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The separation interface between the TGO orbiter and the Briz-M upper stage. Click to enlarge. Credit: ESA


The ExoMars spacecraft integrated with its Briz-M stage on Feb. 29, 2016. Click to enlarge. Credit: ESA


ExoMars-2106 spacecraft is being prepared for encapsulation into Proton's payload fairing on March 2, 2016. Click to enlarge. Credit: ESA


Proton-M lifts off with ExoMars-2016 on March 14, 2016. Click to enlarge. Credit: ESA


An artist rendering illustrating the separation of the payload fairing during the launch of ExoMars-2016. In reality, the third stage of the Proton rocket continues firing its main engine and four vernier thrusters at that stage of the ascent. Click to enlarge. Credit: ESA


An artist rendering of the separation between Briz-M stage and the ExoMars-2016 spacecraft. Click to enlarge. Credit: ESA



ExoMars-2016 begins deployment of its solar arrays after its separation from Briz-M upper stage. Click to enlarge. Credit: ESA

ExoMars-2016 lifts off!

Russia's workhorse rocket launched Europe's only second mission to Mars on March 14, at the beginning of an 11-day window. It became the humanity's 45th attempt to visit the Red Planet. For Russian scientists, the launch marked the resumption of a cooperative effort with Europe to explore the Solar System, after the failure of the Phobos-Grunt mission in 2011.

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Proton-M lifts off with ExoMars-2016 on March 14, 2016. Credit: ESA

Not a routine mission

The launch of the ExoMars-2016 spacecraft was Proton's first "interplanetary" assignment in almost two decades. During its previous attempt in November 1996, Proton's upper stage failed, sending the precious Mars-96 spacecraft to a fiery desmise in the Earth's atmosphere and effectively stalling Russia's planetary exploration program for a generation. For the latest mission, the Proton-M variant was equipped with the Briz-M upper stage, which has never been used for deep-space launches. Although the first 10 minutes of the ascent into space were largely routine, Briz-M's task to send the probe from Earth's parking orbit to its escape trajectory toward Mars was significantly different from the space tug's typical mission to place satellites into the geostationary orbit.

Like on Briz-M's most trips, the final push to leave the initial parking orbit around the Earth had to be split into multiple firings due to the low thrust of the space tug's main engine. As a result, the stage had to make two progressively stretched loops around the Earth, before the fourth firing enabled the mission to finally break the chains of the Earth's gravity and begin its trek to Mars some 10.5 hours after liftoff, or around an hour later than on routine commercial missions.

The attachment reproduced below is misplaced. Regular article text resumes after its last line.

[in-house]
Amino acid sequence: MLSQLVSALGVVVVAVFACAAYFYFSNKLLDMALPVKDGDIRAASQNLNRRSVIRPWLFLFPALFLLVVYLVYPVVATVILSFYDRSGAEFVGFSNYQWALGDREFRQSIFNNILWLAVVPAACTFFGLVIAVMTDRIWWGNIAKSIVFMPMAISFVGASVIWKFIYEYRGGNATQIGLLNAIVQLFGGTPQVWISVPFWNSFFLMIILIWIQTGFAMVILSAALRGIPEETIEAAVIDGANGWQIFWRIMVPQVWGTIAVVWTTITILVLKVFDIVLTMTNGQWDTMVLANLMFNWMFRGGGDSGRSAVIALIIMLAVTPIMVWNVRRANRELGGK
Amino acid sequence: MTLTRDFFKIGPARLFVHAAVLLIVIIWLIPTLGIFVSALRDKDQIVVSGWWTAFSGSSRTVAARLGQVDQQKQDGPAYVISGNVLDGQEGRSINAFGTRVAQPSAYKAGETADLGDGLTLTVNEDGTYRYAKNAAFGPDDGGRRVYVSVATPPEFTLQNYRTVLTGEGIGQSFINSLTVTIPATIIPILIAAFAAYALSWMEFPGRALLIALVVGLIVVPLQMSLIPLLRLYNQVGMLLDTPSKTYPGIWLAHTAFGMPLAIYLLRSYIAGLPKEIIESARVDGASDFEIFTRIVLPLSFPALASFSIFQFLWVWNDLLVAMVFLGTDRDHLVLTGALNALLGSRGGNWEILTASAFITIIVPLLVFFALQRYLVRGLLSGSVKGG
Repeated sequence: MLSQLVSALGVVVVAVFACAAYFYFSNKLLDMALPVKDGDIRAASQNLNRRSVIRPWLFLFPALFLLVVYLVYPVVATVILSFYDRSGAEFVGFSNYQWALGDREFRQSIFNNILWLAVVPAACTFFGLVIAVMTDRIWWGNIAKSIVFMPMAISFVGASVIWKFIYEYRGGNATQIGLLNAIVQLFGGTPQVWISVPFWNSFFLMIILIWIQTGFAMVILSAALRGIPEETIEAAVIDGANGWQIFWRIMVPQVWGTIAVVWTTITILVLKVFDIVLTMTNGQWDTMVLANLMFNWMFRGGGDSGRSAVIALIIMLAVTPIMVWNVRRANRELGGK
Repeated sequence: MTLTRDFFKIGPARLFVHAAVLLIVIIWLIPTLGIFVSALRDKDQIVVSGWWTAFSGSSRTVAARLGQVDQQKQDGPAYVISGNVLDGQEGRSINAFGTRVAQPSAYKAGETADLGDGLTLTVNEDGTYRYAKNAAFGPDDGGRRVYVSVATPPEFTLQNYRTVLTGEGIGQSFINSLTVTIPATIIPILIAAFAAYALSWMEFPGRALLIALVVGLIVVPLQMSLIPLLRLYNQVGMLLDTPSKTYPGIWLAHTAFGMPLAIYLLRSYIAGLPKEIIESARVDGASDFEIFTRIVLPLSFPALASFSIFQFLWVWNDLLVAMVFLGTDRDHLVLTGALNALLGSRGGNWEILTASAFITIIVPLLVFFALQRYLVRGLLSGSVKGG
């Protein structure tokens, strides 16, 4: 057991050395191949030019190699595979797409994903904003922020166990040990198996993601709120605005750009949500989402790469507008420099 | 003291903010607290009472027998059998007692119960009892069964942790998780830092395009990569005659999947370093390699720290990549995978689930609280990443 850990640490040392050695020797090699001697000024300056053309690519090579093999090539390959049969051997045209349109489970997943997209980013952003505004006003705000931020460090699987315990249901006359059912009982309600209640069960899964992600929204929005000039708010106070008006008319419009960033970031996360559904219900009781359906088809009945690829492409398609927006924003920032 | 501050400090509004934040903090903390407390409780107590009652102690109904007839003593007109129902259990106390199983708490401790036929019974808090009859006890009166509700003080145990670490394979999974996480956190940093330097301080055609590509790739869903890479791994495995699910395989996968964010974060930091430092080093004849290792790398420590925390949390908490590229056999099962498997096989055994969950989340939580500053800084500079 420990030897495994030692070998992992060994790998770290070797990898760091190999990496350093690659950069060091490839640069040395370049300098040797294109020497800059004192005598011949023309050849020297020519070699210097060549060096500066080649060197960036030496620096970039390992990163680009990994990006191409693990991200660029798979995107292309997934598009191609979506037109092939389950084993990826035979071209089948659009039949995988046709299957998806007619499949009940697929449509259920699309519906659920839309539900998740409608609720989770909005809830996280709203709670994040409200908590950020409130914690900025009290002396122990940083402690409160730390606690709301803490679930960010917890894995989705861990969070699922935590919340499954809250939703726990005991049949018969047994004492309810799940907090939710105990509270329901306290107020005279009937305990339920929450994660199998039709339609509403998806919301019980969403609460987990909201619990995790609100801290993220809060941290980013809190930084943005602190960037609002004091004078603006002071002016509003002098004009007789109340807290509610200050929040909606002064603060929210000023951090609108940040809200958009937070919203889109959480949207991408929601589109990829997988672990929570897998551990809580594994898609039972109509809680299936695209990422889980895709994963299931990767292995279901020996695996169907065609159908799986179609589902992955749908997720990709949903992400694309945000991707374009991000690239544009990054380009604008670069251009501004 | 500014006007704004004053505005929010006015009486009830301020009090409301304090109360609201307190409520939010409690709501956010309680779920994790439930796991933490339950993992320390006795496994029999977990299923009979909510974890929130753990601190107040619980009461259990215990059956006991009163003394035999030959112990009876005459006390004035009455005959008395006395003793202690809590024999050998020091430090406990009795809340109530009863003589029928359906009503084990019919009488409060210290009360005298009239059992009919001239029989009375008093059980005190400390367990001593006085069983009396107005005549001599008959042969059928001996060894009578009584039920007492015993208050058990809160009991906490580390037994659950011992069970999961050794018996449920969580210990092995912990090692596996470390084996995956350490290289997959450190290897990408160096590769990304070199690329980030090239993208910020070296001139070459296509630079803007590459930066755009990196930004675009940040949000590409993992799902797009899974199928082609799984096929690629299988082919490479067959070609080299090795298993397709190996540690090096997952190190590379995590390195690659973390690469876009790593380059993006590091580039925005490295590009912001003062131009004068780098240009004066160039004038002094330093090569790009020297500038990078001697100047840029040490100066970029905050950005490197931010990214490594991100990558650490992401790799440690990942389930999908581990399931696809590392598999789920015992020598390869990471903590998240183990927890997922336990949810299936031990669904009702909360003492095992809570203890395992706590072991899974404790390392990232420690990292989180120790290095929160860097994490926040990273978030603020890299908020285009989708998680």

Although widely practiced in space flight, such a multi-maneuver scenario had its drawbacks. The more firings the space tug makes, the more navigational errors might affect its final flight path. In addition, the extra time needed for maneuvers increases chances for potential problems to spring up such as overheating and leaks. Fortunately, Briz-M had consistently shown improving performance during the latest Proton missions in 2015 and 2016.

The launch window for the ExoMars mission remained open from March 14 until March 25, 2016, however the exact launch time would be drifting back slightly every day the launch would be delayed. The duration of the escape maneuvers from the Earth's orbit also had minor fluctuations within the window. Finally, lighting conditions for the spacecraft in orbit varied slightly as well. Illumination by the Sun was critically important for the power balance onboard ExoMars, which depended entirely on solar panels.


The launch scenario for the ExoMars-2016 mission.

Pre-launch countdown

On March 14, 2016, at 02:01 GMT (10:01 p.m. EDT on March 13) engineers in Baikonur began the final countdown to the launch of ExoMars-2016, then seven hours 30 minutes away. Simultaneously, ground stations involved into the mission were scheduled to conduct readiness test for communications with the probe. Finally, hourly "go/no go" checks on the spacecraft also commenced. Shortly thereafter, the European Space Operations Center, ESOC, confirmed that it had been receiving telemetry from ExoMars.

The delicate three-hour process of fueling of the Proton rocket with its highly toxic propellants began as scheduled at 03:31 GMT on March 14 (11:31 p.m. EDT on March 13) exactly six hours before the scheduled liftoff, following a formal approval from the Russian State Commission overseeing the launch procedures in Baikonur. ESA reported that weather conditions had been deemed acceptable for the liftoff despite cloudy skies and some possibility of rain.

At 07:40 GMT, one hour 50 minutes before launch, special Thermal Control System, which supplied payload with air on the launch pad, was turned off and launch personnel began undocking air hoses connected to the payload section of the Proton rocket.

The service gantry surrounding the vehicle began rolling away to its safe parking position from the pad around 08:15 GMT, or six minutes ahead of schedule.

At 09:11 GMT, just 20 minutes before a scheduled liftoff, ExoMars-2016 was switched to internal power. The final checks on the spacecraft were conducted as late as 10 minutes before liftoff.

Anatomy of ExoMars ascent